Paging Defenders of Chief Justice John Roberts … and Never-Trumpers
What the Supreme Court's defense of religious liberty tells us about the chief justice and the never-trumpers
I’d like to hear from Roberts-defenders regarding Diocese of Brooklyn vs. Cuomo. Also, I have a word or two for the NeverTrumpers.
First, the Roberts people. We’ve been told that’s he’s playing some sort of three-dimensional chess in his erratic abortion jurisprudence. And that the rulings that disappoint us are owing more to his desire to protect the Court’s reputation rather than to any sort of closet liberalism on his part.
Do conservative Roberts defenders still believe this after the Cuomo ruling? Is this still what you think? Because to me, more than any other previous ruling, this is the one where Roberts stands truly revealed.
Roberts Stands Revealed
You could argue, as Roberts does, that the ruling was unnecessary because Cuomo had already rescinded his orders. But as the Wall Street Journal editors say today, “the majority explains that Mr. Cuomo could reinstate or change them at any time, as he often has, and the plaintiffs would suffer immediate injury as they wait for courts to grant relief. Anyone who has watched Mr. Cuomo operate in the pandemic knows he relishes his role as master of the universe.”
And, as the Journal‘s news section reports, “up to 20 lawsuits involving houses of worship could be affected by the high-court decision.” Roberts’ logic simply does not hold. There is something else going on here.
Perhaps it’s Roberts’ oft-theorized “institutionalism,” his concern for protecting the Court’s reputation above all else. Here is where his defenders completely lose me. If he wanted to strengthen the court’s reputation, he should have voted with the majority. 6-3 rulings buttress the institutional integrity of the Court much more than 5-4 rulings.
Barrett’s ascension to the high court should have moved Roberts back to the originalist column, if he is truly an institutionalist above all else. Yet, it is because Roberts voted with the liberal minority that this (what-should-have-been-a-no-brainer) ruling came down 5-4, the weakest possible outcome for protecting the Court from the damaging criticism sure to follow.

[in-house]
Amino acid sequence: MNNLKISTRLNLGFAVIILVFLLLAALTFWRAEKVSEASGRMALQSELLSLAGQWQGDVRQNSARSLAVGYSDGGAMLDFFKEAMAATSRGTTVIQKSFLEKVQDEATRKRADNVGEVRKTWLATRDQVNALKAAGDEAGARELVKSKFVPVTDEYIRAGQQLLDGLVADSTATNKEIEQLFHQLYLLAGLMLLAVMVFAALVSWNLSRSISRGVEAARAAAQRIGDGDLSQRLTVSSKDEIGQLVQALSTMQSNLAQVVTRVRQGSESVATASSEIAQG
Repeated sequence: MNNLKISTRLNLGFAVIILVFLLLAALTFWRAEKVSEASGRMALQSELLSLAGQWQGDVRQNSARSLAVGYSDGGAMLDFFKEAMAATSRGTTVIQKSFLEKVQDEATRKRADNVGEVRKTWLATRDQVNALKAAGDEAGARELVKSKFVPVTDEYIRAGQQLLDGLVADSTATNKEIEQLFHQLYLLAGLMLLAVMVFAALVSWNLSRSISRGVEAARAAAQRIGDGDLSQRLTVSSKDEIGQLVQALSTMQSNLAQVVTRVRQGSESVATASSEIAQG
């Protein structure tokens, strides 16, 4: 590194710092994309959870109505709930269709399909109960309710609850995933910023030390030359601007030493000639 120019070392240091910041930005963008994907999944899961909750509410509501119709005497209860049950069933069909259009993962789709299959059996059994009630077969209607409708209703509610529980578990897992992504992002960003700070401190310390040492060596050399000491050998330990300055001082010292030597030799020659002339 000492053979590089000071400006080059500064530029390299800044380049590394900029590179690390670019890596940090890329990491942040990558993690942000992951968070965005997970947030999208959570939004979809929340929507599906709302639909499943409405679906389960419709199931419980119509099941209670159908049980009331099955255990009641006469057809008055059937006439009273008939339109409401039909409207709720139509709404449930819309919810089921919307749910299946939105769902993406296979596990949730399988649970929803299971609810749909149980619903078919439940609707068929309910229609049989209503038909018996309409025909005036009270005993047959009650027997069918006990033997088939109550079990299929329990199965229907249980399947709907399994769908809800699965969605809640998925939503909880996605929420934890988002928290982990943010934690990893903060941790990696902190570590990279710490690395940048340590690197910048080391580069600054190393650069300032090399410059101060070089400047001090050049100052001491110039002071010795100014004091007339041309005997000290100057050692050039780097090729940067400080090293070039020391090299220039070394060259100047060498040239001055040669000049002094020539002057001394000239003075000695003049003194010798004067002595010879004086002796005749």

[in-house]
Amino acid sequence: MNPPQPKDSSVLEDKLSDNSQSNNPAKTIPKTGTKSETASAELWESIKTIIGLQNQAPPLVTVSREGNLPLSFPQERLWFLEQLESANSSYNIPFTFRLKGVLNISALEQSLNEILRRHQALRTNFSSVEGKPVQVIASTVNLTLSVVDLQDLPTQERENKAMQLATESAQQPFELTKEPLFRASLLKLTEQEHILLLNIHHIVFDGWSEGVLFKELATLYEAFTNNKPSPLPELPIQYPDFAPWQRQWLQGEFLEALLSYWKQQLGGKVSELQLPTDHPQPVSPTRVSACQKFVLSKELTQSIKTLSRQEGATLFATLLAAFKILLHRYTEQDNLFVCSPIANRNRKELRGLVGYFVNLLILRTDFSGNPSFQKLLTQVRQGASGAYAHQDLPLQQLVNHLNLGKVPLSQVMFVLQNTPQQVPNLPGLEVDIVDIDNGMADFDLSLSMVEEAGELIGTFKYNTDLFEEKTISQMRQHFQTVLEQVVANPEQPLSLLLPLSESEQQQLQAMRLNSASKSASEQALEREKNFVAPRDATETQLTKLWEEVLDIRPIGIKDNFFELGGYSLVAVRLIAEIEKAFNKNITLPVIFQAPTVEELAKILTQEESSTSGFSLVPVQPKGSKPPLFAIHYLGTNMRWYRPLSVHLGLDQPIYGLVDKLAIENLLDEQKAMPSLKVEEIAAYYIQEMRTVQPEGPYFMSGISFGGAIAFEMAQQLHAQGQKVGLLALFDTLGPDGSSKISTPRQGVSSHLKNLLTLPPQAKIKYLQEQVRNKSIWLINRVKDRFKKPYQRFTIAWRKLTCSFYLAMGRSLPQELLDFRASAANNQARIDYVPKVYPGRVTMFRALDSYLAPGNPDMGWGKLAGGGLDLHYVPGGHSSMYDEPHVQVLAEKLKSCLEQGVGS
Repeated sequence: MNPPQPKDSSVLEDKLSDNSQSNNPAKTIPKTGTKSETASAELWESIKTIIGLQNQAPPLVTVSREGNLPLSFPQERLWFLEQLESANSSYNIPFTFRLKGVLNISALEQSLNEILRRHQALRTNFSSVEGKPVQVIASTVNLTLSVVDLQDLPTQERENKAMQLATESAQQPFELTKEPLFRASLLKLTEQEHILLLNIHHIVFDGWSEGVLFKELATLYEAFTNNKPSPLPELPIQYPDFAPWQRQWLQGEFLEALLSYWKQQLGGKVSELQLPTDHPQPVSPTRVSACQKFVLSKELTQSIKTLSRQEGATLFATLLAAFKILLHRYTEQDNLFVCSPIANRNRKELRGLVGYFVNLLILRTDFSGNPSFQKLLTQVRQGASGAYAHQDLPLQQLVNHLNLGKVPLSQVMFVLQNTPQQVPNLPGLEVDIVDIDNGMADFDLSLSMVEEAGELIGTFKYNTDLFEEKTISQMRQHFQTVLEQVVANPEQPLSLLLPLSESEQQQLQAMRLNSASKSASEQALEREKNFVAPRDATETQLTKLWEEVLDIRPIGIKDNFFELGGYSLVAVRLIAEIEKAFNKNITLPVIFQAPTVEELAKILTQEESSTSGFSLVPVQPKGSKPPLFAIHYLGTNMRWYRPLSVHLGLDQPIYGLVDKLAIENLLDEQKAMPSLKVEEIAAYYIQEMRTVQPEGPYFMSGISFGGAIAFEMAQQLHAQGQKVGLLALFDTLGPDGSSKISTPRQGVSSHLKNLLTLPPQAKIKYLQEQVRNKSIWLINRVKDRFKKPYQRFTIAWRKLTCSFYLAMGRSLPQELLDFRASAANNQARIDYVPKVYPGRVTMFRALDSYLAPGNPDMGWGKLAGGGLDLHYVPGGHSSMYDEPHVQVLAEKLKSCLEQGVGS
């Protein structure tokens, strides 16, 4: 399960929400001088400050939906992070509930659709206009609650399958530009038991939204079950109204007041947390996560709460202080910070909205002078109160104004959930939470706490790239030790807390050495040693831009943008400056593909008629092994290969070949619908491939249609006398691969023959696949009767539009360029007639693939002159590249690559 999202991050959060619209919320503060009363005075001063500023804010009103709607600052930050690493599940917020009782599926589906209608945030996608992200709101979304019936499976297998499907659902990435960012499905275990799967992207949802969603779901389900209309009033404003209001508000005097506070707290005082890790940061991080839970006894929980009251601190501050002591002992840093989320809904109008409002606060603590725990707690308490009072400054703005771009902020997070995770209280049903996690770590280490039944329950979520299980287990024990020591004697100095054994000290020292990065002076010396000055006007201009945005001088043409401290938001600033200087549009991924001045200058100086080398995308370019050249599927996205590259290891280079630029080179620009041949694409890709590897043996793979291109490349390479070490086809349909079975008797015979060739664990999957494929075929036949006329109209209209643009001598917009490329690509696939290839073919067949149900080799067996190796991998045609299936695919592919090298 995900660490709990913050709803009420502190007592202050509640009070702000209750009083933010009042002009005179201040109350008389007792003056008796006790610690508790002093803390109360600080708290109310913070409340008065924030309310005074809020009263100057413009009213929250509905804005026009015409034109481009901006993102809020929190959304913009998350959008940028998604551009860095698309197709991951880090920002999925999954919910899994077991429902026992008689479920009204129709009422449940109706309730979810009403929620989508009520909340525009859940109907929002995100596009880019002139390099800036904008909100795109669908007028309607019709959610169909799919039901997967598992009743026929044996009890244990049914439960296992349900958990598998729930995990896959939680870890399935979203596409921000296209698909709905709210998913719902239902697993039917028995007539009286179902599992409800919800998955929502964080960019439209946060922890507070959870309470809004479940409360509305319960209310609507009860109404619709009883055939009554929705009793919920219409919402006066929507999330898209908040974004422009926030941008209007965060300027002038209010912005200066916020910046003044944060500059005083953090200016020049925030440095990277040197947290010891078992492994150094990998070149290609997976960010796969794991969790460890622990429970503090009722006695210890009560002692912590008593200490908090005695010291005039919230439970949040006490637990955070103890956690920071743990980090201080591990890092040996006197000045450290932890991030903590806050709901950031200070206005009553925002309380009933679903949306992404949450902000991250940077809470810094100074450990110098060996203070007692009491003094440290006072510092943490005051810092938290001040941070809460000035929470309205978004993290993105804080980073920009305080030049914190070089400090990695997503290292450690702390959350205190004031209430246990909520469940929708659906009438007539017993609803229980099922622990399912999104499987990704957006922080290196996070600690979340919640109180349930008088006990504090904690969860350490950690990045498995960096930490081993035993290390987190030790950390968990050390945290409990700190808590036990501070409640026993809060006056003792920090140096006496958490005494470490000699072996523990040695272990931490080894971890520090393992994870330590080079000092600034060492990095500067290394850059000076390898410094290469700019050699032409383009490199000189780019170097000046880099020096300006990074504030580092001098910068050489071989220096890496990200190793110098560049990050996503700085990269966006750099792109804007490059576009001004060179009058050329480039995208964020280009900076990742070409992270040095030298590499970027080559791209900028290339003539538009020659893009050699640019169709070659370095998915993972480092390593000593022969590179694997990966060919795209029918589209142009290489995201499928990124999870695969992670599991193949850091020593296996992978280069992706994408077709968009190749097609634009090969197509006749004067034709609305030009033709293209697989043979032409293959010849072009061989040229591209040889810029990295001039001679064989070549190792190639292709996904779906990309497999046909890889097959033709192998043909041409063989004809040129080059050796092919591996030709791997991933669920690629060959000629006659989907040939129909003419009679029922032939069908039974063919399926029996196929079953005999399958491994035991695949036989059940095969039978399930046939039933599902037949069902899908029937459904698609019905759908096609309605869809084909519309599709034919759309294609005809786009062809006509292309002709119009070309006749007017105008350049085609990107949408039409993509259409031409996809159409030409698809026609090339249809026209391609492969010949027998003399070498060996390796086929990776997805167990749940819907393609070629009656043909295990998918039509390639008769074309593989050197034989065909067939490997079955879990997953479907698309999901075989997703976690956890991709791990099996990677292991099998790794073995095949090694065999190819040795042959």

So when Cuomo says the ruling was just the Court expressing its “politics and philosophy,” when he claims the ruling was “partisan” … you can thank Chief Justice Roberts for that.
Don’t get me wrong. Cuomo would likely make that claim no matter what. That decisions are only “partisan” when they harm the Democrats is something Democrats say. Democrats gotta Democrat. But it was Roberts that gave the claim added juice by assuring a 5-4 ruling. It was Roberts that cleared the path for Cuomo to claim that he only lost because Trump put Barrett on the bench.
This is the moment where Roberts made it clear that an institutionalist’s concern for the reputation of the Court is not really, or not primarily, whatever it is he is doing in his jurisprudence. There is something else going on there.
A Word to Never-Trumpers
Finally, I can’t end my thoughts on Diocese of Brooklyn vs. Cuomo without a word to Never-Trumpers. Particularly as this ruling comes down at this particular moment, with the 2020 election still not completely settled.
You told us all along that the Trump presidency would be a pyrrhic victory. That we would lose more than we would gain. That it would leave the pro-life cause and the social conservative movement far more down-and-out than we were before Trump. You said we’d would never recover.
Take a good look at Diocese of Brooklyn vs. Cuomo and tell me if you would like to rethink that. Because the most striking thing to me is that — even if Trump did or does lose, and assuming we hold the Senate — President Trump leaves us in a much stronger position after four years than President Bush did after eight.
Remember 2008-09? We were completely devastated. The Democrats were in complete control of the federal government. We lost — or were on our way to losing — the marriage fight. We were in danger of losing religious liberty as we had always known it.
This, despite the fact that the country was with us all through the 2000s. But we had in George W. Bush a champion who would not fight for us, or would do only the bare minimum.
By 2009 we had almost nothing to show for having had the White House for eight years. All we had was Roberts and Alito. And we only got Alito because we forced Bush to give him to us, remember? And Roberts … well, with Diocese of Brooklyn vs. Cuomo, we now know what we got with Roberts.
The Contrast With Trump
Now, contrast that with Trump.
Three Supreme Court justices in four years. An administration that was willing to move heaven and earth to make it happen.
A 2020 election that, even if Trump lost, was no repudiation of Trumpism. Almost 74 million votes. The highest number of non-white votes for a Republican since 1960. No blue wave. Indeed, the opposite of the expected blue wave. Democrats lost seats in the House. And — please, God and Georgia — we may hold the Senate.
We are in a much better situation for 2021 than we were for 2009. And we owe that to Trump, just as we owe the disaster of 12 years ago to Bush.
The Trump presidency was no pyrrhic victory. Even in apparent defeat, he once again proves Never-Trumpers wrong. As Diocese of Brooklyn vs. Cuomo demonstrates.
Peter Wolfgang is president of Family Institute of Connecticut Action. He lives in Waterbury, Connecticut, with his wife and their seven children. The views expressed on The Stream are solely his own.